Researching Project Feasibility...

I’m looking into whether P3D can handle the requirements for a small project I’m thinking of. Basically it’s a ‘map editor’ for modding a game.

To do this I’d need to load a large (.obj) mesh (say around 40k tris) at run-time and manipulate it’s vertexes to allow the user to alter it’s shape (so I need to be able to tell exactly what face/vertex is being interacted with by the user/mouse).

Is this possible with a reasonable level of effort? (Performance wise do I need C++ or does Python cut it?)

So far looking around I’m impressed with the website and documentation here so hopefully this can be done!

In short yes. This section of the manual will probably help. You can do it in python or c++m or with geometry shader.

Nice, thanks, that’s exactly the lower-level info I need. I also must say, I’m very impressed with the community here.

I think my main concern is performance using Python since I’m sure my requirements go beyond Flash 3d (non accel) capabilities, so I’m trying to avoid hitting another performance brick wall.

Python is slower than C++, but in most cases it is fast enough. If you do find it to be too slow you can also switch.

Also remember that graphics cards can’t handle more than a couple hundred geometry objects at a time. It can do millions of polygons, but throw in 500 separate triangles it will slow even the most high end to a crawl.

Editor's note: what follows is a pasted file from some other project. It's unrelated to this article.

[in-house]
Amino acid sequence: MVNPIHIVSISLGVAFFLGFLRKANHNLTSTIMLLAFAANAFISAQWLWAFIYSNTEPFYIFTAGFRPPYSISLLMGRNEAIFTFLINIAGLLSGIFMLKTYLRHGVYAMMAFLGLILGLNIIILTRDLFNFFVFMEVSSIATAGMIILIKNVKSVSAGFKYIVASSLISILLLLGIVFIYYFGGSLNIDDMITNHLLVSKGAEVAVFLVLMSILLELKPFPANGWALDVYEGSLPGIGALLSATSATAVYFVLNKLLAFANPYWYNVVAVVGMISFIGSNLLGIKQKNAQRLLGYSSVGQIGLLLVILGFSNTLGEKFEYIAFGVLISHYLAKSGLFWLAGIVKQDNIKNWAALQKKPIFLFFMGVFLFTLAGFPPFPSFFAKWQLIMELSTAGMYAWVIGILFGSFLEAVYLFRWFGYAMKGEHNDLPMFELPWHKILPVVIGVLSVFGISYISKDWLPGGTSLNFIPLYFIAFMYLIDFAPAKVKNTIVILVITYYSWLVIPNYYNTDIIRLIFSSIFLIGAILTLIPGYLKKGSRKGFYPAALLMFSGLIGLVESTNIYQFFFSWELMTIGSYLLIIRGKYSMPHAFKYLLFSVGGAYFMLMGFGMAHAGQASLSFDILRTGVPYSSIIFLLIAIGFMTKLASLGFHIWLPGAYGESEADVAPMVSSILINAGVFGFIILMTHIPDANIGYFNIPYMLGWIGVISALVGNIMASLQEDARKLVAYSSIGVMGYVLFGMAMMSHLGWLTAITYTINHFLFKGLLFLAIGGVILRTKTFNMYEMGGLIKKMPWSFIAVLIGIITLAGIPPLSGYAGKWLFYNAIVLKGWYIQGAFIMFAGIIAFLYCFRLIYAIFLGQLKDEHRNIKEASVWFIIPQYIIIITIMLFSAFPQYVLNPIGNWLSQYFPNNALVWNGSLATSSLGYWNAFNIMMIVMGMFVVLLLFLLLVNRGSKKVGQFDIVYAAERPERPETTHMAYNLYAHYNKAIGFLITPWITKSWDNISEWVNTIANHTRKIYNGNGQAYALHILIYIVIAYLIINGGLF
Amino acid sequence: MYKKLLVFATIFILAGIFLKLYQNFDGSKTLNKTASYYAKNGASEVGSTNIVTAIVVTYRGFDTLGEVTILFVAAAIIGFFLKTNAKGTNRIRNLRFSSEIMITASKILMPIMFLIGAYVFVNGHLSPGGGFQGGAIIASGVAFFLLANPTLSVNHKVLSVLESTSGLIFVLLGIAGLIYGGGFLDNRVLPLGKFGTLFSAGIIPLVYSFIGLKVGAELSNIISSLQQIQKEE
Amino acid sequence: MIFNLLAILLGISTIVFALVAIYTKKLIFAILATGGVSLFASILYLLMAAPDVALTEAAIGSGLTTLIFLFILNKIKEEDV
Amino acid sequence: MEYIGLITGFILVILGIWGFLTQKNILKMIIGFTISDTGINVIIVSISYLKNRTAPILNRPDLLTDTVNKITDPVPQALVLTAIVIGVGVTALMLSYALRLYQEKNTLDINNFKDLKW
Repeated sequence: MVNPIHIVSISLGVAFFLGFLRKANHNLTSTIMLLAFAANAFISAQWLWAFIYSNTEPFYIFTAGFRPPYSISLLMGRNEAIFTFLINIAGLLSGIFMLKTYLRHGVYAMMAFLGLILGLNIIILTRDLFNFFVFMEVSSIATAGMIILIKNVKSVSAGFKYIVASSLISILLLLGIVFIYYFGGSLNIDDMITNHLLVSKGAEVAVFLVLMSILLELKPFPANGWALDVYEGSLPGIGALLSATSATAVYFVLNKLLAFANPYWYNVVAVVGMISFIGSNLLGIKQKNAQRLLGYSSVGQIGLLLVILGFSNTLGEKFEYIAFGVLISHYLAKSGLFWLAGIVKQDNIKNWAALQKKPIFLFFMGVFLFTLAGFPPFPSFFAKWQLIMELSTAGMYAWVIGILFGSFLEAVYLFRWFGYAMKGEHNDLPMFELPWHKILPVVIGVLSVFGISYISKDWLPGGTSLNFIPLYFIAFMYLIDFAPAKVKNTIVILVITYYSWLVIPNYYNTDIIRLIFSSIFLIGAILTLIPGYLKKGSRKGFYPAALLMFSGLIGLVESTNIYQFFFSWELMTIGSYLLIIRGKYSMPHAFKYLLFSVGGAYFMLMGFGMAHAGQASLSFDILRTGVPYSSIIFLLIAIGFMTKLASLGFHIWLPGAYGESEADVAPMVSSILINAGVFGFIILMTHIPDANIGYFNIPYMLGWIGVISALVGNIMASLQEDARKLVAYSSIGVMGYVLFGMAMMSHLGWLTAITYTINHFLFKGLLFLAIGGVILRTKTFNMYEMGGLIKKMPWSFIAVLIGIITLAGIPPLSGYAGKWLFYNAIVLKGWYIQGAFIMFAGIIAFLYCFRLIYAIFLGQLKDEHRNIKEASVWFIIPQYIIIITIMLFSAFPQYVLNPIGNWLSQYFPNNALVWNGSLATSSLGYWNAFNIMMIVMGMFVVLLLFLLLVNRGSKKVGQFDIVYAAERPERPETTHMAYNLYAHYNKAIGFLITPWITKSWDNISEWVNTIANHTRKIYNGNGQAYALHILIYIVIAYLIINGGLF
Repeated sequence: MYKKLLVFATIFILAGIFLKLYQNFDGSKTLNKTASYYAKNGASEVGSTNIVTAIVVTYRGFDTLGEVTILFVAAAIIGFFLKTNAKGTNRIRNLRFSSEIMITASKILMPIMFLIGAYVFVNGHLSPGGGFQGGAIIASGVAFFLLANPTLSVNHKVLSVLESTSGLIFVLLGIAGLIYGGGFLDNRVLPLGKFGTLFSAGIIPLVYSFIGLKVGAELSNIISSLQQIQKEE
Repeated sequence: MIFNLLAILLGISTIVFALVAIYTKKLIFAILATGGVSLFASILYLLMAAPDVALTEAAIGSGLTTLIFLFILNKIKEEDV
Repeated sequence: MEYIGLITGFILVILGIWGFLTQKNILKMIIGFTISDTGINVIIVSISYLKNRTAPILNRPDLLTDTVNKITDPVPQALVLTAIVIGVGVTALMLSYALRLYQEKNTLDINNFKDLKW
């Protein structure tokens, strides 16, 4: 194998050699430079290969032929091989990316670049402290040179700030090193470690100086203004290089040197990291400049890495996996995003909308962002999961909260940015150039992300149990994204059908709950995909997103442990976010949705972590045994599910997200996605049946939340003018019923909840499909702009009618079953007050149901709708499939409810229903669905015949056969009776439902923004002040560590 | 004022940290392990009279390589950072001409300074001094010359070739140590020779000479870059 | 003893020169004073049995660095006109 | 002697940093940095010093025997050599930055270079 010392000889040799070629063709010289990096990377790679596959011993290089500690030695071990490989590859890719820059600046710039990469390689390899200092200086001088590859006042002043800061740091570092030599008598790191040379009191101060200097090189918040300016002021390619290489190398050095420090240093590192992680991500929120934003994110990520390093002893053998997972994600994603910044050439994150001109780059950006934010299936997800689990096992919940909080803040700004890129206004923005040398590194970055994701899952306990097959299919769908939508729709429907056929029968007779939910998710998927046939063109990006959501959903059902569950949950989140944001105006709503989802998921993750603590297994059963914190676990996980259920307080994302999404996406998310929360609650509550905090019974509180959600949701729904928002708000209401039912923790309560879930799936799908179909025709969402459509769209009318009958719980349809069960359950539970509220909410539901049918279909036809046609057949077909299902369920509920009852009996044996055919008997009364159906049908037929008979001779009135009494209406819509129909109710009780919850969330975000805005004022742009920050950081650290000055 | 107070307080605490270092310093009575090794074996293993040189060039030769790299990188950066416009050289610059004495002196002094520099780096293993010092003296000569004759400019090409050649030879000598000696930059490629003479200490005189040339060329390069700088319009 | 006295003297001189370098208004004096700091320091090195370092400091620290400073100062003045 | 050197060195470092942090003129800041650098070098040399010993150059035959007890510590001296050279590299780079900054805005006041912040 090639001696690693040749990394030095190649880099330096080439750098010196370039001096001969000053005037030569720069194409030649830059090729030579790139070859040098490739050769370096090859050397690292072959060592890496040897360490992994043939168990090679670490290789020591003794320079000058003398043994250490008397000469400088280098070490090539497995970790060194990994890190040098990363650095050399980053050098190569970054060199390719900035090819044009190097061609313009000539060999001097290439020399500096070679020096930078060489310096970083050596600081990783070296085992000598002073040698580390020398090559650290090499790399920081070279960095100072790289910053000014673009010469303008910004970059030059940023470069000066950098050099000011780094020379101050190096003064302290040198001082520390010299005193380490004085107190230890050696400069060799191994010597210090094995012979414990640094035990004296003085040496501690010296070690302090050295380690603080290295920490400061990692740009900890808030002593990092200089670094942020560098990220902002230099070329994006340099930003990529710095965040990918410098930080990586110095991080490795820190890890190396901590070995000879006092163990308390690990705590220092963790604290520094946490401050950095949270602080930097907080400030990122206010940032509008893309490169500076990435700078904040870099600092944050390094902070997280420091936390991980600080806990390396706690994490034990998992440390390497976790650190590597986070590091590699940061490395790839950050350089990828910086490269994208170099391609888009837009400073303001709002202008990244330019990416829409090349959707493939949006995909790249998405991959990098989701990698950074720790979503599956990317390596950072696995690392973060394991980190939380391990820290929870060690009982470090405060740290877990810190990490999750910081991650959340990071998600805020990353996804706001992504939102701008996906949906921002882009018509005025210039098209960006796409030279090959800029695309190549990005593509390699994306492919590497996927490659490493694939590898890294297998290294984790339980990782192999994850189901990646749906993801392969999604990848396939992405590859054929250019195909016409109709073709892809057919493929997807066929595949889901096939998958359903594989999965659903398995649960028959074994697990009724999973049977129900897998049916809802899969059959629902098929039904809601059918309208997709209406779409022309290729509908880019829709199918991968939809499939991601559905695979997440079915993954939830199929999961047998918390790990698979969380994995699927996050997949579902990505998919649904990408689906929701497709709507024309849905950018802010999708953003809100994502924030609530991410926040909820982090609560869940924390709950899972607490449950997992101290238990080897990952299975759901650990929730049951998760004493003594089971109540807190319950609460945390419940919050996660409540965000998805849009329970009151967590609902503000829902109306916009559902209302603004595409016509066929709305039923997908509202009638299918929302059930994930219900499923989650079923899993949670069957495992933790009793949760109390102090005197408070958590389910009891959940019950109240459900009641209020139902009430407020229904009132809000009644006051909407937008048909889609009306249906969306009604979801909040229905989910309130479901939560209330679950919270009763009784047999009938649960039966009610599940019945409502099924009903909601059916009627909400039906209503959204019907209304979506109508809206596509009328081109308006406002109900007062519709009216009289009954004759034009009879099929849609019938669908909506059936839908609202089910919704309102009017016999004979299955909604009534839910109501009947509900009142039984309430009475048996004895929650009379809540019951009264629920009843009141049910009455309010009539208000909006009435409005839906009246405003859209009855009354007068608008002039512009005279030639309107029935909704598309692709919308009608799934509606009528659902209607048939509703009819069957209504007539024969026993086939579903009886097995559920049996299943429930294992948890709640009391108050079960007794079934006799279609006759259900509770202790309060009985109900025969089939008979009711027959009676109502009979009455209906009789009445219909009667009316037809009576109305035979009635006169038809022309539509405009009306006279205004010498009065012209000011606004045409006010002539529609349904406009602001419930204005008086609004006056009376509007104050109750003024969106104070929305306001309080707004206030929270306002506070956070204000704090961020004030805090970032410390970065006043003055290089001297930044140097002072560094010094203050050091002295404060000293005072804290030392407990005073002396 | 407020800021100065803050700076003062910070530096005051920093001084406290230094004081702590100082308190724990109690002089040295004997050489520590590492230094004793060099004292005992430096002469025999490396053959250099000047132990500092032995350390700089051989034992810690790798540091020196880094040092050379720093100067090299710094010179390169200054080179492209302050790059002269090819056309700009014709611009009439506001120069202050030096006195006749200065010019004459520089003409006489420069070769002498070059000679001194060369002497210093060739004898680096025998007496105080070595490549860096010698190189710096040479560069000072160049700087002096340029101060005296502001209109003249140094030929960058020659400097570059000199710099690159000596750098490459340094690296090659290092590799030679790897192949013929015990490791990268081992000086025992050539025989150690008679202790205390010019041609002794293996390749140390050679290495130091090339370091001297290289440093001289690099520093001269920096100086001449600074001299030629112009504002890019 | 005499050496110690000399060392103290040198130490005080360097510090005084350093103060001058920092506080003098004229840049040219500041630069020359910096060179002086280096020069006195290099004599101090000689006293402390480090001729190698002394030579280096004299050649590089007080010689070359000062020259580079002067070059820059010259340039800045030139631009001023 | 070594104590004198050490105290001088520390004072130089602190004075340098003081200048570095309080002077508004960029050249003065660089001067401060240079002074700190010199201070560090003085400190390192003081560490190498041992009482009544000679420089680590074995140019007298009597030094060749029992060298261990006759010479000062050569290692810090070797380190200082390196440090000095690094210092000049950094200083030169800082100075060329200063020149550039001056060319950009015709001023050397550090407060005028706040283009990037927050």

Also panda only uses .egg for meshes (and it’s binary version, .bam). If you need the .obj format you will need to convert to and from.

First, I think that Panda3D is suited for your project.

However, re-writing a single mesh with 40k vertices each frame (using e. g. GeomVertexRewriter) is likely something no engine can handle out of the box if you want to use Python and not C++.

I think you will have to break your single mesh down into smaller pieces to get acceptable response (framerate). You can do so after loading the mesh and join the pieces again into a single mesh before saving.

I’ll be exporting to a completely non-standard format so I’ve no problem with also reading manually (.obj without coding it myself would be a nice to have; I’ve found some example code already.)

Breaking the mesh up is something I’ve considered might need to be done, but I’m trying to avoid it if I can. Actually I’ll have an average of about 20-25k vertices, 40-45k faces (not 40k vert), but that probably doesn’t help much.

Right now I’m working on learning Python, it’s been awhile since I’ve used C++ but I used to know it very well, so that’s an option if needed.

Perhaps my lack of vast experience in 3D is showing here, but this terminology has me confused. Do you mean 500 separate meshes? Not sure what you mean by 500 separate triangles vs millions of polys.
I have (ex):
19881 vertices, 39200 faces

I’ve always roughly considered “face” == “triangle” == “poly” (although this could be quads), is this inaccurate?


Separate meshes.

manipulating single vertices should be no problem performance wise.even on big meshes.

Ok - so here’s a tougher one. Am I going to be able to detect the closest vertex to a mouse click event, or does the engine limit you to detecting clicks ‘somewhere’ on a GeomNode in general? At first glance there doesn’t seem to be any fine-grained event feedback to help with this.